A FORMER Burnley man who emigrated to New Zealand six years ago with his family has spoken of the petrifying moment an earthquake struck Christchurch earlier this week.
Clarets fan Mr Ken Campbell (52), who lived in Grassington Drive and The Shortlands in Padiham before moving to Christchurch, was working on the first-floor of his office building when the disaster happened on Tuesday.
Mr CampbelI, who used to work as a production manager at the Image Works, based on the Lomeshaye Industrial Estate, said: “I have never felt anything like the sensation of having to hold onto the door frame just to remain standing.
“I could see out and down onto the car park to witness the parked cars jumping up with their wheels off the ground, and down left and right.
“I picked my branch manager off the floor from under her upturned desk and we went down the stairs to find everyone outside in the car park.
“Most of the machinery had fallen over, alarm bells were ringing from every building and car, people were walking around in a daze firstly from the quake then the sounds. By this time all communication was down and being with family became a priority.”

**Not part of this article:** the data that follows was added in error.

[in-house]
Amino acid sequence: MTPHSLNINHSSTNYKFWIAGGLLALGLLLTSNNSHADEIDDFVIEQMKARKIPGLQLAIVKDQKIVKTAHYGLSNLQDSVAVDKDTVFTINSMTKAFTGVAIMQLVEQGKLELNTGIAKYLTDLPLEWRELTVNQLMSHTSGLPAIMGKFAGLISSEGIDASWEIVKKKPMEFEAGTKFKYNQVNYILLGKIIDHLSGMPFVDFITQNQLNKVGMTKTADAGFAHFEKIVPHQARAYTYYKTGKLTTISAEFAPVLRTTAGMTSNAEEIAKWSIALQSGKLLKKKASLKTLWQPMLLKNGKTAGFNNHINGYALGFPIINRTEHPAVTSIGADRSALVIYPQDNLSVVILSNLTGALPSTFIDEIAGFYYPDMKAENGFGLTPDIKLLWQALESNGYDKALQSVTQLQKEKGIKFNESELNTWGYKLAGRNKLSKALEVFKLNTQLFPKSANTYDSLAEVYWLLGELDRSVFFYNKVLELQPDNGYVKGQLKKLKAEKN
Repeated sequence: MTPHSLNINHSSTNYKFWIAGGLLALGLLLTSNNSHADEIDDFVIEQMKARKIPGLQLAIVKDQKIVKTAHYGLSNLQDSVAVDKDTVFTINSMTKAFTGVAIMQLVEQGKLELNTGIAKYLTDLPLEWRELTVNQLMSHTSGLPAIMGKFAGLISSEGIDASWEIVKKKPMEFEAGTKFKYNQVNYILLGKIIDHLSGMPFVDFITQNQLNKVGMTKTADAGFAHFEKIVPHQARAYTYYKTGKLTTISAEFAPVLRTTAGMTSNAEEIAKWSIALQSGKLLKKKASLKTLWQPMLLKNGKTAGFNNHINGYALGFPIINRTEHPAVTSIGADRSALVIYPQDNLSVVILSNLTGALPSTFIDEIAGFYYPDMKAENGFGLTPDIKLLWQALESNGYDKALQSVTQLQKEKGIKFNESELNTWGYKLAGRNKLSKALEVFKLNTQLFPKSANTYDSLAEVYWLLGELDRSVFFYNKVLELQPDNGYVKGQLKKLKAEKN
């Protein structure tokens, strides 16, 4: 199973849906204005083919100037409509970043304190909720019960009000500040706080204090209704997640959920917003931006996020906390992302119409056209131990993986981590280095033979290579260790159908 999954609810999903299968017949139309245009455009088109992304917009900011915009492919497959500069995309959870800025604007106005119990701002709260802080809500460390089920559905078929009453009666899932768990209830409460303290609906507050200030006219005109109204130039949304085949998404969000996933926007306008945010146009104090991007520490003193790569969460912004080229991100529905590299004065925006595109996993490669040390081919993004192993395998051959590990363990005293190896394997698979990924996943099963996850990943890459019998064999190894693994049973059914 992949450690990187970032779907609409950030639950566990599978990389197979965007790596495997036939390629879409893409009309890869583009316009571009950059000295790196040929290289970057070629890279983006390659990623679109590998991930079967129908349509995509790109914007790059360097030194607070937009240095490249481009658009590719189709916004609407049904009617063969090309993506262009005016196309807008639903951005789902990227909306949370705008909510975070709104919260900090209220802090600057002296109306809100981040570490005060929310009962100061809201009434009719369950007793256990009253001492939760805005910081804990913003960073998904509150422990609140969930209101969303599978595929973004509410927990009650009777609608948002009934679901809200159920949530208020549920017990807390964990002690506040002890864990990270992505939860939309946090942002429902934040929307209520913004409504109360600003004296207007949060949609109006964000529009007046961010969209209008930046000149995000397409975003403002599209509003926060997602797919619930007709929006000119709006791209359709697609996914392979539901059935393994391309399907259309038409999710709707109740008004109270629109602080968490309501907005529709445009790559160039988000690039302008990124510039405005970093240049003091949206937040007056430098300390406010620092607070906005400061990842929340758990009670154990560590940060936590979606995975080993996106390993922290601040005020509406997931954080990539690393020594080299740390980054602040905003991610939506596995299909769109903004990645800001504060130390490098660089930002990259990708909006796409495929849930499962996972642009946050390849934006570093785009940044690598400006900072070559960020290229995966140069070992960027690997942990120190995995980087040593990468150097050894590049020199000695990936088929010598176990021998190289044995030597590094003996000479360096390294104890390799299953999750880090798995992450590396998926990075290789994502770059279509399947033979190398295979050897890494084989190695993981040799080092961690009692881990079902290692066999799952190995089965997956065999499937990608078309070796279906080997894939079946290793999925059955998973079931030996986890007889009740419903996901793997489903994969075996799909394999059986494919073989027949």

Mr Campbell said power supplies and traffic lights failed and drivers were forced to weave across the road to avoid the cracks.
His journey home, which normally takes 40 minutes, lasted two-and-a-half hours as roads became gridlocked with people trying to get out of the city.
Mr Campbell’s wife, Janet, who works from home, had to drive into the city to pick up their children Nat (16) and Ander (11) from school amid the chaos.
The family, who live 20 miles outside Christchurch in a town called Rolleston, were also at the centre of 80% of the aftershocks from the last earthquake in September.
Mr Campbell said: “Because we are not at work and the schools shut we are just spending time together as a family. Texting and Facebook is a constant action as we are contacting work colleagues and friends to check on news and give support.
“Burnham Military Camp, three miles up the road, is being used as a temporary morgue and Rolleston Prison, which is a low security jail, has been emptied to accommodate rescue crews and our community is a refuge centre for homeless families.
“Prisoners from our town have been moved to the more secure Christchurch Prison.”
Mr Campbell said families made homeless had been coming to his home to use the shower.
“As a family we get up early to wash and dress to allow two or three families to come from the community centre to shower. That’s what everyone does. Our home has cracks but it is safe and we have power and water.”
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